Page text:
Over the last few days (mid-October, 2015) I've been travelling in Colombia. ‘I've met a lot of people, seen a lot of coffee farms’, but the thing I was looking forward to most was meeting our friends at ComepCafe. For those who haven't heard about them so far, that's a cooperative based in Piendamo, Cauca from which we bought our first container of coffee this year. Because we like the quality of the coffee so much, I was really excited to meet them in person and see what exactly is happening there.
On Monday I flew from Bogota to Popayan where I met Luz Stella Reyes, the representative of ComepCafe. First of all we visited local dry mill in Popayan where their coffee is being milled. (above) It's quite a big milling station with some impressive machinery including “electronic eye” - digital sorting machine and other commercial grading equipment. (below)
This station is certified by FNC and has all the tools to sort average coffee into higher quality for export and low quality for national market.(above) Luz explains that all their coffee is hand selected at the farms during/after drying, so they don't pay for the storing, just milling and bagging. She also explains that they're hoping to purchase on small milling machine for themselves, because it's so time consuming to control the process of the milling so there is no damage done to the coffee. If the milling machine is not set up correctly, it can seriously compromise the quality of their coffee, which is something that do not concern commercial milling station.
From there we go to visit one more person in Popayan – Yimara Martinez – who runs a quality control lab. (above) Yimara is the only Q grader in Popayan and their services are very useful. Aside of assessing quality at ComepCafe's QC lab, they also give the samples for professional unbiased opinion. That helps them getting better and gives them confidence when making quality improvement suggestions. We cup some coffees together. It's a selection of local Cauca producers. We can clearly see quite a lot of differences. Overall the quality was good, but one sample stands out. And it's taste is very familiar to me. It's great example of how Cauca coffees should taste like. Incredibly sweet, balanced with juicy acidity, floral notes and long caramel after-taste. So I have only one question: Why is it so much better? I've cupped many coffees here in Colombia and haven't seen such great example of Cauca coffees before. The answer I got was in Spanish meaning something like “you're very young and even more impatient.”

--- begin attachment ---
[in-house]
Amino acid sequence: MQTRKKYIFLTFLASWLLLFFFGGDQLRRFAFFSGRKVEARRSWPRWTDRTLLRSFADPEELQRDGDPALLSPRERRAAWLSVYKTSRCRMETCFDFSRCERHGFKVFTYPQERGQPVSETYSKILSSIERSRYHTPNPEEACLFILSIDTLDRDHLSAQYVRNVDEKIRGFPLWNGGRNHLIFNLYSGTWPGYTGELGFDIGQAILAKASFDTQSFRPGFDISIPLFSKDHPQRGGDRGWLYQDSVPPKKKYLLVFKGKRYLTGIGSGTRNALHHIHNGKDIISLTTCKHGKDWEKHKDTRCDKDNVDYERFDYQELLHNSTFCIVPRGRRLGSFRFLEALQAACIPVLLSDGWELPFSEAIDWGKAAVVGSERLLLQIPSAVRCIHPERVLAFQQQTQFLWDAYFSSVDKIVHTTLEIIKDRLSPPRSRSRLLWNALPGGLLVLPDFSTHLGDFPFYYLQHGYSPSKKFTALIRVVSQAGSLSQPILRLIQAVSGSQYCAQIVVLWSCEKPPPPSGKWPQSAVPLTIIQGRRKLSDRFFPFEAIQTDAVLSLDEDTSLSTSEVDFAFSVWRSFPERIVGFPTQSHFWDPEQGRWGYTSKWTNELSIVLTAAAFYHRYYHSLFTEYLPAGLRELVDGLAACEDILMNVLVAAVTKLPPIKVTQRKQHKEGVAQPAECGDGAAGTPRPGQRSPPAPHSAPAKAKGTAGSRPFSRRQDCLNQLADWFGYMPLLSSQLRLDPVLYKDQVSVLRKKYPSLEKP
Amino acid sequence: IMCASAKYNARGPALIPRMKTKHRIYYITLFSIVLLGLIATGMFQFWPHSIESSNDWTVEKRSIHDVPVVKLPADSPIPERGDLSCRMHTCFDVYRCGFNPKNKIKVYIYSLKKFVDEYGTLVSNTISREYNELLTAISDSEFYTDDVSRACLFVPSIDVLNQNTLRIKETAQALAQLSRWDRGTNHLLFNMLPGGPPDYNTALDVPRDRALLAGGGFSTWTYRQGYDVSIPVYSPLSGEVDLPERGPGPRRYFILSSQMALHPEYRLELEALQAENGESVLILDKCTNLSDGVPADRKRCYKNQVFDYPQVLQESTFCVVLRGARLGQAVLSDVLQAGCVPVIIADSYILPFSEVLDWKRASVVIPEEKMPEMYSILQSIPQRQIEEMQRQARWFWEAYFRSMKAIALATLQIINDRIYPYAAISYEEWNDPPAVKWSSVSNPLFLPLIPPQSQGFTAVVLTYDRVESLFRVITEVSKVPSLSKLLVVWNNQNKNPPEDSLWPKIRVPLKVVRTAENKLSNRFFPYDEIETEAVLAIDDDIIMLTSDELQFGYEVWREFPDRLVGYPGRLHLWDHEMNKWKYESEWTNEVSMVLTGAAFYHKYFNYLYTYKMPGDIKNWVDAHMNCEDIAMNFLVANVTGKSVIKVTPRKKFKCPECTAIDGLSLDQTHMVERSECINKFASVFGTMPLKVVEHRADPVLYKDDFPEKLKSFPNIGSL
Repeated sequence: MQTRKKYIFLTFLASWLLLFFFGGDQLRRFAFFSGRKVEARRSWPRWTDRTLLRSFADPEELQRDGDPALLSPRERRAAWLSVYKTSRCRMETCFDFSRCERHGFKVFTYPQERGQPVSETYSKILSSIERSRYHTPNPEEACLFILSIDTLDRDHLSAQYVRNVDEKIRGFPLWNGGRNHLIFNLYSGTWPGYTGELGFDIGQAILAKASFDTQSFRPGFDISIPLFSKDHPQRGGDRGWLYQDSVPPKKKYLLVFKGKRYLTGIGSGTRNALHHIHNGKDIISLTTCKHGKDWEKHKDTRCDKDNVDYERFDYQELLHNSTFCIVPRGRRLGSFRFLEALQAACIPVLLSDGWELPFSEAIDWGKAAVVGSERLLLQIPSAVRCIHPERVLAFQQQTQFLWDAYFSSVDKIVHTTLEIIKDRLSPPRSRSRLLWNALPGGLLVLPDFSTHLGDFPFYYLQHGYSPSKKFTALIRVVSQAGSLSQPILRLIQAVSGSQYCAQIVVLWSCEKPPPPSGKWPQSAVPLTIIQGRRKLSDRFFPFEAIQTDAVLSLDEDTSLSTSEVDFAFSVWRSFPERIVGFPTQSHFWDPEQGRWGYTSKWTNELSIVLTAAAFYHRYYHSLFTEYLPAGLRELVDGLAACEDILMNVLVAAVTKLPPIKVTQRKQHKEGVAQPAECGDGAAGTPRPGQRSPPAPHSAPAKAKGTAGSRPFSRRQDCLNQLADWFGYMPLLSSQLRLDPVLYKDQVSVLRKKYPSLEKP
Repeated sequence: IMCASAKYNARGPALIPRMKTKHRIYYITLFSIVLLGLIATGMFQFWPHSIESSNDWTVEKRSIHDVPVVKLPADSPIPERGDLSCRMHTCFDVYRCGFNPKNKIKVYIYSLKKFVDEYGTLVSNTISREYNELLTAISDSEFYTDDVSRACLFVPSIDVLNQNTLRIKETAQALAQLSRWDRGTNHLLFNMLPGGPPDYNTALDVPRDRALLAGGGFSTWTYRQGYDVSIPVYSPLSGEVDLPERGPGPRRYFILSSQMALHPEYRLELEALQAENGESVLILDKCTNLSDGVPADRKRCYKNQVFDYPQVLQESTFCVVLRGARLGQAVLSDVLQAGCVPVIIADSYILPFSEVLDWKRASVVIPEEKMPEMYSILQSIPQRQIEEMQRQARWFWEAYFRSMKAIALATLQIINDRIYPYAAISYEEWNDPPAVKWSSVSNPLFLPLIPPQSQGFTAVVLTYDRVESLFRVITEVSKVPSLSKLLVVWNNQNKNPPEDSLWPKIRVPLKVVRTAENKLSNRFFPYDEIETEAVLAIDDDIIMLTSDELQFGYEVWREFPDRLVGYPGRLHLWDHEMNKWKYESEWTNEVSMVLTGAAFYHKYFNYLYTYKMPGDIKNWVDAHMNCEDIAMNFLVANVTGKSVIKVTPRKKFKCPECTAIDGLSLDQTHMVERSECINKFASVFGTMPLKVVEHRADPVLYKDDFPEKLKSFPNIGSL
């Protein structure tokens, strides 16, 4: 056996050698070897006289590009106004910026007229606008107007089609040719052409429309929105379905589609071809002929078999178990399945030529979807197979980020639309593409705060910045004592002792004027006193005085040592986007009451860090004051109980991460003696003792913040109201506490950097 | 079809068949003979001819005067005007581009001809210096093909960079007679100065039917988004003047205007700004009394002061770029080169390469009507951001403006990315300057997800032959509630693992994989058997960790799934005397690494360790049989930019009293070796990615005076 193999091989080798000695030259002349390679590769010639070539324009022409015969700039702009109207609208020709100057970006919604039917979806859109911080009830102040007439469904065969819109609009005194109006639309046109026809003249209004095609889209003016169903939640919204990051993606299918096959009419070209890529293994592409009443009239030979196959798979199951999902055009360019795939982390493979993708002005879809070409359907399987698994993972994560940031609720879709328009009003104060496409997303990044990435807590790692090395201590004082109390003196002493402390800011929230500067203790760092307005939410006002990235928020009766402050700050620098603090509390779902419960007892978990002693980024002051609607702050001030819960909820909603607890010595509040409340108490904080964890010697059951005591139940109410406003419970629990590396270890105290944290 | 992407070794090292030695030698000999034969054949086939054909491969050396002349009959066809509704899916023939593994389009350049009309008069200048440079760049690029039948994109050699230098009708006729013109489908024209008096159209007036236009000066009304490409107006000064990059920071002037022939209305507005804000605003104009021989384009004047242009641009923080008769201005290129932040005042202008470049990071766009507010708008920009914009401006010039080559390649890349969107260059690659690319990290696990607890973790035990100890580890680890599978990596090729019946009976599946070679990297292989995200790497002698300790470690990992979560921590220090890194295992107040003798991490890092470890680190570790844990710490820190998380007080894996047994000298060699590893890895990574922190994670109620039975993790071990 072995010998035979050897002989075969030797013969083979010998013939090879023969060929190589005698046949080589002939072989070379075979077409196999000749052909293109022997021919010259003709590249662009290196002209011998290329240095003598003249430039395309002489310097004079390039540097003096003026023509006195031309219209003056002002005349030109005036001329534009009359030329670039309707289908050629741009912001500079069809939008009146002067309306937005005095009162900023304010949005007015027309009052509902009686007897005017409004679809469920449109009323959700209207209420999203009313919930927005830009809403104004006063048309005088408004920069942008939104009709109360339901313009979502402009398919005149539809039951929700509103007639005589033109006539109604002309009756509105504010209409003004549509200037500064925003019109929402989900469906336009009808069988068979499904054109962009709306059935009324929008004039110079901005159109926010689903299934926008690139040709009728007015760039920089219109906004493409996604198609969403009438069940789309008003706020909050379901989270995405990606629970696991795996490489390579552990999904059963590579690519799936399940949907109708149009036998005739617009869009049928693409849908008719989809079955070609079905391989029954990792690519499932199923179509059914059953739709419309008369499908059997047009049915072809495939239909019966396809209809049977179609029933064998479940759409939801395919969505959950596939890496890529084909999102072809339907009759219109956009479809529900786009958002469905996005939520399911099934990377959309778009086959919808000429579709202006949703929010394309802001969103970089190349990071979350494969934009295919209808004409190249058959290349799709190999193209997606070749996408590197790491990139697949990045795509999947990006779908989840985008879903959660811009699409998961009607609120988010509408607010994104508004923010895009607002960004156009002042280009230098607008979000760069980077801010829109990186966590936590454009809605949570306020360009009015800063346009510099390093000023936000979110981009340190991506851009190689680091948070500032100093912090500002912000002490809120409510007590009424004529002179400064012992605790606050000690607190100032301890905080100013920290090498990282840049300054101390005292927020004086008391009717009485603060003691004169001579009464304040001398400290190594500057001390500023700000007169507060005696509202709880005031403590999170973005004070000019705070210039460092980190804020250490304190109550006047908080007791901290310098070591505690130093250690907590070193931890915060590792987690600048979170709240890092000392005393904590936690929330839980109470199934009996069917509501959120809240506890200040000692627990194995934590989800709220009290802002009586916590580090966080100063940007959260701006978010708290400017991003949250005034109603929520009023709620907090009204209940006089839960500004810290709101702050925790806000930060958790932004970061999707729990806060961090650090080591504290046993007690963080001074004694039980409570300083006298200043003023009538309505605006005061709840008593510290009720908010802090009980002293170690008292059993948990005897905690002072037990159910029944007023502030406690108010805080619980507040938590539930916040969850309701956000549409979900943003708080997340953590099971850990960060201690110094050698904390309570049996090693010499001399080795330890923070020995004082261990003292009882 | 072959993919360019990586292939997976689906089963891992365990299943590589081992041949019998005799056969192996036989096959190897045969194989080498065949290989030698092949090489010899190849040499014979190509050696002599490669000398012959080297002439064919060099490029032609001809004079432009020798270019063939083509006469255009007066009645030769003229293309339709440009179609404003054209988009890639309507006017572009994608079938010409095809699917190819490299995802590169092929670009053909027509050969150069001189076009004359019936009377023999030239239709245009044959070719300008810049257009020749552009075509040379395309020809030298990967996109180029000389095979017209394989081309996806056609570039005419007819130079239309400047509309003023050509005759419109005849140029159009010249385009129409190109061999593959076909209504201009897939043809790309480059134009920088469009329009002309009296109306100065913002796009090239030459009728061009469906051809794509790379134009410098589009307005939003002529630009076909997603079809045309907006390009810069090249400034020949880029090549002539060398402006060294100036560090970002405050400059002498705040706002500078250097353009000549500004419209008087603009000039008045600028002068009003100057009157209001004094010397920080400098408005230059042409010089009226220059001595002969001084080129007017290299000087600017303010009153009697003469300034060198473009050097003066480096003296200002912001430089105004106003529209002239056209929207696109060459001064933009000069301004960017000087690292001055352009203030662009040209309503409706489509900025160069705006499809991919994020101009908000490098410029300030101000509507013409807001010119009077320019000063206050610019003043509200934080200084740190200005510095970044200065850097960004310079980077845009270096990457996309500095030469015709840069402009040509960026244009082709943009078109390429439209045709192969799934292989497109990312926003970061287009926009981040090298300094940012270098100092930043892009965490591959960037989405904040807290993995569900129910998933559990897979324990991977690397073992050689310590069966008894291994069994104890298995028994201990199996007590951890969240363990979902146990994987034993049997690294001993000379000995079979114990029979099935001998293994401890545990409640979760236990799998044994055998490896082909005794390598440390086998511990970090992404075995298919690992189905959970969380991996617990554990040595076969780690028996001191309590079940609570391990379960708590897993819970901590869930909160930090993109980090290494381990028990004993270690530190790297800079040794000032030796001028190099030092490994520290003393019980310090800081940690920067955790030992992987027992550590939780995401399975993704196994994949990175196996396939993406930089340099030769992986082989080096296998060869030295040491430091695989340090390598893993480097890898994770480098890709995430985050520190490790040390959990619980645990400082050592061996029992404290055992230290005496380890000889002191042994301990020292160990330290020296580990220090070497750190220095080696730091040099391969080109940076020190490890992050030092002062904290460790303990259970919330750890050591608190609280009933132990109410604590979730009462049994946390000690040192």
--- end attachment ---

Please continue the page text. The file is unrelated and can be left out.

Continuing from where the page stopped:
Later on that day we go to Piendamo to meet with regional representatives and other staff. Since the farmers are located in the Cauca mountains, sometimes even few hours drive from Piendamo, they formed about 20 different groups within the cooperative. The president and vice president are being elected from farmers each year. It sound quite political, but it definitely doesn't feel like it when I met them. We all introduced ourselves, spoke about the company and then had a local style dinner. (below)
I finally begin to understand what is happening. Long story short, they fell away from FNC because they don't believe in the Castillo varietal. They want to produce coffee organically, because they believe it's sustainable. They want to grow coffee under shade, because it makes the whole ecosystem much more stable. But that's something that is very hard to achieve with Castillo, because it's meant to grow under direct sun. FNC told the farmers to cut down the shade trees, rip out everything they were growing and plant Castillo. Some of the farmers did and now they regret doing so. Some farmers kept growing Caturras, Typicas and Colombia varietal and that's why FNC turned it's back on them. They still need to pay fees from every coffee they produce, but they get no technical support like other farmers. So ComepCafe is providing them all the farmers need and more. They're employing full time agronomist to travel from one farm to another and help the farmers to improve the quality or help them with growing difficulties. ComepCafe also helped all the farmers to build on-farm washing stations with fermentation tanks, pulping machines, parabolic drying tents and even water treatment systems (below). That's quite professional equipment on every single farm. They teach them how to ferment the coffee correctly, wash it and dry it to the correct moisture. This was the answer to my question. I understood that all the farmers want to do grow good coffee. They want to do it right, the farms represent their life. They put a good pride in what they do and that's why it taste so good. I was impressed.
Accidentally it was the week of 5th anniversary of ComepCafe. So they've organised farmers get-together and asked me to introduce our company and have a few words there. (below) It was amazing event; I met vast majority of the farmers of the cooperative. They were genuinely interested in who's drinking their coffee and how they like it. They wanted to know who we are and how well we like what they're doing. All of them made a small presentation about their groups. Many of the farmers grow other crops like maize, mangos, lemons, beans, avocados, bananas, plantains, passion fruit, sugar cane, oranges, etc.. (below) They were exchanging different products here between each groups. All the farmers were very friendly, I got some gifts from which my most favourite was organic mango which you can eat like an apple – with the skin because it's so ripe. (I love mangos)
This trip was amazing experience. We're so proud to buy the first container they've exported themselves and we want to continue supporting their efforts for quality improvements. In just five years they've achieved a lot of good work which made huge difference in the cup. At Bailies we're all proud to roast such extraordinary coffee.